Welcome to the Christie Lab

Our lab uses molecular and analytical tools to answer basic and applied questions in ecology, evolution, and genetics. Most of our work is grounded in population genetics theory and we combine theory with molecular tools to address issues facing the conservation and management of wild populations. We often use fishes as our study species such that our work has direct implications for fisheries management, hatchery operations, aquaculture, and the conservation of wild fish populations. Our primary research fits into the broad theme of rapid genetic adapation. Specific research themes include: 1. rapid genetic adaptation to novel environments, 2. the evolution of resistance, and 3. the delination of populations in high gene flow systems.



Genetic adaptation to novel environments





It has recently been demonstrated that evolution can occur over short time scales - sometimes in as little as a single generation. Understanding which species and populations can rapidly adapt to novel environments - and how this process happens - has important implications for prioritizing and implementing appropriate conservation and management actions in the face of changing environmental conditions (e.g., climate change). Our lab continues to examine how species genetically adapt to novel environments such as hatcheries and the Great Lakes ecosystem.




The evolution of resistance





Sea lamprey were accidentally introduced throughout the Great Lakes with improvements to shipping canals in the 1930s. Sea lamprey are parasitic; the adults attach to and feed on large-bodied native prey fishes such as lake trout. This parasitic lifestyle coupled with no previous history of coevolution with native species led to large population reductions in parasatized native fishes. Consequently, a lampricide known as 3-trifluromethyl-4-nitrophenol has been used since the 1950s to greatly reduce lamprey abundance throughout the Great Lakes. No other lampricide is currently used and thus our lab is focusing on whether resistance to this chemical is beging to emerge after > 60 years of application.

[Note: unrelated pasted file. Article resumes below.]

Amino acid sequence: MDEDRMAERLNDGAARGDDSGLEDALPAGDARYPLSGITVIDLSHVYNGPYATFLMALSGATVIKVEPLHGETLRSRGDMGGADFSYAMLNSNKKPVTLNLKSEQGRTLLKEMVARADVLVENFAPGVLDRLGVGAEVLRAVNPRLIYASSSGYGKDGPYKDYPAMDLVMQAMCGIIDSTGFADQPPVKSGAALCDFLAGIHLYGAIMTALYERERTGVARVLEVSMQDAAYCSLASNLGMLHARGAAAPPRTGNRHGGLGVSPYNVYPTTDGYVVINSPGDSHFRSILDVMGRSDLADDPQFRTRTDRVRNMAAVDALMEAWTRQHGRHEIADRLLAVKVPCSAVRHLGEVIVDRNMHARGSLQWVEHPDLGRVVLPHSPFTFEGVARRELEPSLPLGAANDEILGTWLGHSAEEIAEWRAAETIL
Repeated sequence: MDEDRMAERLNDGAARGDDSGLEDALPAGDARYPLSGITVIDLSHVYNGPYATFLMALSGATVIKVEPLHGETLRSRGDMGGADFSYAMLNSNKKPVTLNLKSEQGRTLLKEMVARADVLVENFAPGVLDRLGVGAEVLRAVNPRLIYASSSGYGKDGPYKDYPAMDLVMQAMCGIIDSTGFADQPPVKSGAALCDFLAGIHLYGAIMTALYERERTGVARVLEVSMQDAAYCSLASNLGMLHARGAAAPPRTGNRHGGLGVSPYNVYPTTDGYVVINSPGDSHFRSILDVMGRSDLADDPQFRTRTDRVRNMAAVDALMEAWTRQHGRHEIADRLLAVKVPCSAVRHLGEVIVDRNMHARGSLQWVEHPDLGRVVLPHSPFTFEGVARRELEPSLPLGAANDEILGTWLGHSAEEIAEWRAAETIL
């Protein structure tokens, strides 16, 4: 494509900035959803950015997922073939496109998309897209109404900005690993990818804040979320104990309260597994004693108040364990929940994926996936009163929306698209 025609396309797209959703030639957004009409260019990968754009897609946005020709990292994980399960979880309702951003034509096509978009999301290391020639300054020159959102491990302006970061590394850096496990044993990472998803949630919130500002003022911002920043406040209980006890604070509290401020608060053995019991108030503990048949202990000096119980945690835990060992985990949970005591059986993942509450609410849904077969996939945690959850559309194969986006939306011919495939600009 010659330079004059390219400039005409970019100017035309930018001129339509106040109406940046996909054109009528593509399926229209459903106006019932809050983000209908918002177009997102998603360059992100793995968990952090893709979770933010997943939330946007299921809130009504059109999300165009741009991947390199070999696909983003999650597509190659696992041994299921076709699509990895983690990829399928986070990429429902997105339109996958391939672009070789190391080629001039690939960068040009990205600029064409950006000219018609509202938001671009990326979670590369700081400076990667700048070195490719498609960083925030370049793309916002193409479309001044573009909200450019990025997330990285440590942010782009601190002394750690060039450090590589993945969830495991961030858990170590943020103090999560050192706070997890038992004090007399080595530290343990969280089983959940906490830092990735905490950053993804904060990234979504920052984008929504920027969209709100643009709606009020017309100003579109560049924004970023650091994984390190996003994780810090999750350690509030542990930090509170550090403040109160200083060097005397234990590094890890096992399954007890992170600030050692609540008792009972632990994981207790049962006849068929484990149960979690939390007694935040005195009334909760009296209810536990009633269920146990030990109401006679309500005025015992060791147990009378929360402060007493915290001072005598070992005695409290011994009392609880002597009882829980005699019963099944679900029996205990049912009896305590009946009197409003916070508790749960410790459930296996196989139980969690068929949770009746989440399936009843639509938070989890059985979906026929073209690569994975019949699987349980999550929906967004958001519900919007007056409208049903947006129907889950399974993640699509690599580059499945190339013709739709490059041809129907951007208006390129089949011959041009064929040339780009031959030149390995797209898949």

Deliniating populations in high gene flow systems





Identifying the spatial and temporal boundaries of fish populations is critical for effective fisheries management and conservation. However, the delimitation of fish populations can be challenging because many species are difficult to observe directly in their aquatic environments. Furthermore, fish populations are often connected by dispersal that occurs during a relatively cryptic pelagic larval stage as most fish larvae are miniscule (~1-3mm) and nearly transparent, making them difficult to observe directly. This pelagic larval stage is ubiquitous; many freshwater fishes and over 95% of all marine fishes have a pelagic larval stage as part of their life histories. Being pelagic, currents can transport larvae to populations that are hundreds of kilometers away from where they were spawned. On the other hand, behavioral adaptations, homing mechanisms, and a complex interplay of biophysical processes can result in larvae returning to the same population from where they were spawned. Thus, given the challenges associated with tracking miniscule larvae and the observation that larvae can travel highly variable distances, our lab uses novel, integrative approaches in order toto elucidate the degree to which fish populations are connected.